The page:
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Statue of Hapshepsut


Hatshepsut (or Hatchepsut "Foremost of Noble Ladies") was the fifth pharaoh of the Eighteenth Dynasty of Egypt c. 1507–1458 BC. She was the second historically confirmed female pharaoh, after Sobekneferu. (Various other women may have also ruled as pharaohs or at least regents before Hatshepsut, as early as Neithhotep around 1,600 years prior.)

Hatshepsut came to the throne of Egypt in 1478 BC. As the principal wife of Thutmose II, Hatshepsut initially ruled as regent to Thutmose III, a son of Thutmose II by another wife and the first male heir. While Thutmose III had inherited the throne at about two years old, Hatshepsut continued to rule by asserting her lineage as the daughter and only child of Thutmose I and his primary wife, Ahmose.

Her husband Thutmose II was the son of Thutmose I and a secondary wife named Mutnofret, who carried the title 'King's daughter' and was probably a child of Ahmose I. Hatshepsut and Thutmose II had a daughter named Neferure. Thutmose II with Iset, a secondary wife, would father Thutmose III, who would succeed Hatshepsut as pharaoh.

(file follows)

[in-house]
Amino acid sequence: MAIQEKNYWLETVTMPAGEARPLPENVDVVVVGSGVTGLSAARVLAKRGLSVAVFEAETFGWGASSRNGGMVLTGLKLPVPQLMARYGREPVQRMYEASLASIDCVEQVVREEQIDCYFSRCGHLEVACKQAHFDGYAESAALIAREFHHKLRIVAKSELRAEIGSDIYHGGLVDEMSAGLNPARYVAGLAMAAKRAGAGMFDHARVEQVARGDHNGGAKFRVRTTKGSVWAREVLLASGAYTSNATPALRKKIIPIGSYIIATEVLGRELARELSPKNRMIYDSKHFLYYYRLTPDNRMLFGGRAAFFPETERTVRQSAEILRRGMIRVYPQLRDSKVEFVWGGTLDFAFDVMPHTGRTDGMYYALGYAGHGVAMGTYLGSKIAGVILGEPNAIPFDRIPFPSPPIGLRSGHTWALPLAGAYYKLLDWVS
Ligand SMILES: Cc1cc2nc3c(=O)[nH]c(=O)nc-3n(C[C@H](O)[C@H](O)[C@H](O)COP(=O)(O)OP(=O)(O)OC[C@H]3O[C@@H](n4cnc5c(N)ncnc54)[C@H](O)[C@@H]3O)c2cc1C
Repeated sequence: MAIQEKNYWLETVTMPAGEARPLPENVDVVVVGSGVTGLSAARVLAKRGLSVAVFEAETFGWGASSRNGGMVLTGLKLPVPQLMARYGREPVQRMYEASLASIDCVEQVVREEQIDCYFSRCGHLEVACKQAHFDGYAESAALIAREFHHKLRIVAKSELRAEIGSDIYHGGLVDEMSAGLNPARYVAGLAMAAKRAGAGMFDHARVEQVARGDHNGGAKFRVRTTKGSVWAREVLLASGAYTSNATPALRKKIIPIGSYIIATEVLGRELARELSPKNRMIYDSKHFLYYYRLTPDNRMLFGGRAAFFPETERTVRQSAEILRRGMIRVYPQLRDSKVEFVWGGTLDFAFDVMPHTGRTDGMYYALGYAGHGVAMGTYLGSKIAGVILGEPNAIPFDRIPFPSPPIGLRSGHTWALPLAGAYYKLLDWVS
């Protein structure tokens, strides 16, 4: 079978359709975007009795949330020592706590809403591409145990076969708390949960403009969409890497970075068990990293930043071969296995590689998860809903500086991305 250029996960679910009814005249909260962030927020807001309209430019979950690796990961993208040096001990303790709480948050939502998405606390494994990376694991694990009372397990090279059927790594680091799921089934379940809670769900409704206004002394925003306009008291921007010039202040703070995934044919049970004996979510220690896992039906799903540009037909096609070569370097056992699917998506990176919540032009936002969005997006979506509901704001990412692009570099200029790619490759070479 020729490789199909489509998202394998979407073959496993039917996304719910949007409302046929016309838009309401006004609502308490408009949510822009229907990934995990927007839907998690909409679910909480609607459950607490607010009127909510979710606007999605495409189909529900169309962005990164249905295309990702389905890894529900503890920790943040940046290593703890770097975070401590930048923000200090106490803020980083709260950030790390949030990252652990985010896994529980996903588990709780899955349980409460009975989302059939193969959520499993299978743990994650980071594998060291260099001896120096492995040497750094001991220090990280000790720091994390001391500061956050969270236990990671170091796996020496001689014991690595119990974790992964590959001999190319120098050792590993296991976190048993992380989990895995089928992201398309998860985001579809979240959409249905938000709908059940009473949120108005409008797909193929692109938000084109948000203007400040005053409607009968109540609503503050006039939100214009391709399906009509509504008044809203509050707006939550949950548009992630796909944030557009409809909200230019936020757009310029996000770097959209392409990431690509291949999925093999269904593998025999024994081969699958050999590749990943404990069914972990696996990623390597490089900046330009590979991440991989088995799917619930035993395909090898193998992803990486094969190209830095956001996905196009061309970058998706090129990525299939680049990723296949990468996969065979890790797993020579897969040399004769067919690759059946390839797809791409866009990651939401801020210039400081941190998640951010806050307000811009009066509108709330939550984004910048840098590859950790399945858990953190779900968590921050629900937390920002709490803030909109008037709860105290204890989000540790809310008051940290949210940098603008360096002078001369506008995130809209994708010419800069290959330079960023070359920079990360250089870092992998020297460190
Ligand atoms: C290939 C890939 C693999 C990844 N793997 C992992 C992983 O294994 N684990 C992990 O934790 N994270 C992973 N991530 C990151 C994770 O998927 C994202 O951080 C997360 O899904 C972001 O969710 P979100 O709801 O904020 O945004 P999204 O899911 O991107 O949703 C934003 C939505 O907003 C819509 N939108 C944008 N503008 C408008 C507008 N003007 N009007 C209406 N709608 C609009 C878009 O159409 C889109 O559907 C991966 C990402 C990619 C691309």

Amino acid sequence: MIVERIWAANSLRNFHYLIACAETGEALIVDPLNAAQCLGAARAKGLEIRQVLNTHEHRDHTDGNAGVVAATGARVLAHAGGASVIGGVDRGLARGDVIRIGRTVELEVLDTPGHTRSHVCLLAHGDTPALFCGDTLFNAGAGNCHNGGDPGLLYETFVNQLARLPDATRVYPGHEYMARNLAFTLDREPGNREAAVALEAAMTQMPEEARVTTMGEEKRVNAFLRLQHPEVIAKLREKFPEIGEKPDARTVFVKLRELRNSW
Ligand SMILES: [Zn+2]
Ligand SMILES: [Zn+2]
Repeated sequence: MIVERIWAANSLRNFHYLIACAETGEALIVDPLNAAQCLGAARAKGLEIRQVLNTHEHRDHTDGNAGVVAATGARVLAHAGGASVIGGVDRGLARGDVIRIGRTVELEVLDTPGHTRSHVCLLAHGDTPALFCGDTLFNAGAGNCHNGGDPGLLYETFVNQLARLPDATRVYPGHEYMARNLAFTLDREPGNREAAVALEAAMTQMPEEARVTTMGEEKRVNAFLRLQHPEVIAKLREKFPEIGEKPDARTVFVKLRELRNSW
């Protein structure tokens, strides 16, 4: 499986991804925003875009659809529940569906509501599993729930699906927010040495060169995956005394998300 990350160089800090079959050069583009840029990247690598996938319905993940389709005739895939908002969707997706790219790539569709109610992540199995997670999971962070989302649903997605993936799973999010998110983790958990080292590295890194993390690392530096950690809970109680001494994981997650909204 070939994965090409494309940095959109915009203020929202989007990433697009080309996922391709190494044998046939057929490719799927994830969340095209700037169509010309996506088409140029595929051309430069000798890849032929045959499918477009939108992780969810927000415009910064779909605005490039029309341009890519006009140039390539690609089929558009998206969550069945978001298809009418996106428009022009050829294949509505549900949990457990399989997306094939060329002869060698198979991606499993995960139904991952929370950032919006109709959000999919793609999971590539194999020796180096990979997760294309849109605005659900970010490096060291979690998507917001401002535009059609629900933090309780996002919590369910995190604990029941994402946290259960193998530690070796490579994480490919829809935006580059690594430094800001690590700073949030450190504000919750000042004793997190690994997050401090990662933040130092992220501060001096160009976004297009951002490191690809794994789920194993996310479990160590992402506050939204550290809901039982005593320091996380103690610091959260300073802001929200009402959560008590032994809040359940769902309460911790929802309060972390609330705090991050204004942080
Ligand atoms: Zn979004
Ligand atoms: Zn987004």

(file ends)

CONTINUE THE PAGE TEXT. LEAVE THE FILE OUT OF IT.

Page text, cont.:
Hatshepsut died in her twenty-second regnal year as she approached what we would consider middle age given typical contemporary lifespans. The precise date of Hatshepsut's death - nd when Thutmose III became the next pharaoh of Egypt - is considered Year 22, II Peret day 10 of her reign, as recorded on a single stela erected at Armant or 16 January 1458 BC. This information validates the basic reliability of Manetho's king list records since Hatshepsut's known accession date was I Shemu day 4 (i.e., Hatshepsut died nine months into her 22nd year as king, as Manetho writes in his Epitome for a reign of 21 years and nine months). No contemporary mention of the cause of her death has survived.

Hatshepsut had begun constructing a tomb when she was the Great Royal Wife of Thutmose II. Still, the scale of this was not suitable for a pharaoh, so when she ascended the throne, preparation for another burial started. For this, KV20, originally quarried for her father, Thutmose I, and probably the first royal tomb in the Valley of the Kings, was extended with a new burial chamber. Hatshepsut also refurbished her father's burial and prepared for a double interment of both Thutmose I and her within KV20. Therefore, it is likely that when she died (no later than the twenty-second year of her reign), she was interred in this tomb along with her father.